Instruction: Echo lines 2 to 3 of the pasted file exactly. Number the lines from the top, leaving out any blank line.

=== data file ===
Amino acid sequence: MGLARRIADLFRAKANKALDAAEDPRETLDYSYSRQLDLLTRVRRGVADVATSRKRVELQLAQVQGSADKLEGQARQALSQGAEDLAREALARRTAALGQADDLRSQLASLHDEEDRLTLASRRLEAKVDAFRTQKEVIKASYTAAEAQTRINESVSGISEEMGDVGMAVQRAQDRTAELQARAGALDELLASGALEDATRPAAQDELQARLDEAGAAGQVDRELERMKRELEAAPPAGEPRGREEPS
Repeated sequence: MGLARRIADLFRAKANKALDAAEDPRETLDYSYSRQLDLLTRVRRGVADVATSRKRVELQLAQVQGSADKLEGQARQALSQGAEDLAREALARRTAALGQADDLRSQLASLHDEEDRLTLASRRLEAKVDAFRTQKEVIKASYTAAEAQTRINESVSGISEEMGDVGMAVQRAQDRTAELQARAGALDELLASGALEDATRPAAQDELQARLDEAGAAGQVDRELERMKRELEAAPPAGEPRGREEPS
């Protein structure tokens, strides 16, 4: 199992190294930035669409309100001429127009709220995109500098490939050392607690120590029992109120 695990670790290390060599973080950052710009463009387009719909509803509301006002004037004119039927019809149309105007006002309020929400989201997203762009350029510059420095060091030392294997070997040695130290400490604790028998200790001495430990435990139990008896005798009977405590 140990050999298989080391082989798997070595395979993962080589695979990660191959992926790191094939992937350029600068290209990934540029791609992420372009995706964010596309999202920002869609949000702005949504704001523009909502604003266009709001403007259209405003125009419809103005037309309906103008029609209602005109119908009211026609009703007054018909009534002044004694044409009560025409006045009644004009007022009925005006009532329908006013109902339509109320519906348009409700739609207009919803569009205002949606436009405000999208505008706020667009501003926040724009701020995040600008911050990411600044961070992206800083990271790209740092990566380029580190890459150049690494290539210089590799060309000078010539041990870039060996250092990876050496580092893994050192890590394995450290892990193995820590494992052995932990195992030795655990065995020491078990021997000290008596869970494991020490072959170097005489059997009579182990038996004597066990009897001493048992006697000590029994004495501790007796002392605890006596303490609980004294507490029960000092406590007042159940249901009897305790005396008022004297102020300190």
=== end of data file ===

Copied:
Repeated sequence: MGLARRIADLFRAKANKALDAAEDPRETLDYSYSRQLDLLTRVRRGVADVATSRKRVELQLAQVQGSADKLEGQARQALSQGAEDLAREALARRTAALGQADDLRSQLASLHDEEDRLTLASRRLEAKVDAFRTQKEVIKASYTAAEAQTRINESVSGISEEMGDVGMAVQRAQDRTAELQARAGALDELLASGALEDATRPAAQDELQARLDEAGAAGQVDRELERMKRELEAAPPAGEPRGREEPS
């Protein structure tokens, strides 16, 4: 199992190294930035669409309100001429127009709220995109500098490939050392607690120590029992109120 695990670790290390060599973080950052710009463009387009719909509803509301006002004037004119039927019809149309105007006002309020929400989201997203762009350029510059420095060091030392294997070997040695130290400490604790028998200790001495430990435990139990008896005798009977405590 140990050999298989080391082989798997070595395979993962080589695979990660191959992926790191094939992937350029600068290209990934540029791609992420372009995706964010596309999202920002869609949000702005949504704001523009909502604003266009709001403007259209405003125009419809103005037309309906103008029609209602005109119908009211026609009703007054018909009534002044004694044409009560025409006045009644004009007022009925005006009532329908006013109902339509109320519906348009409700739609207009919803569009205002949606436009405000999208505008706020667009501003926040724009701020995040600008911050990411600044961070992206800083990271790209740092990566380029580190890459150049690494290539210089590799060309000078010539041990870039060996250092990876050496580092893994050192890590394995450290892990193995820590494992052995932990195992030795655990065995020491078990021997000290008596869970494991020490072959170097005489059997009579182990038996004597066990009897001493048992006697000590029994004495501790007796002392605890006596303490609980004294507490029960000092406590007042159940249901009897305790005396008022004297102020300190």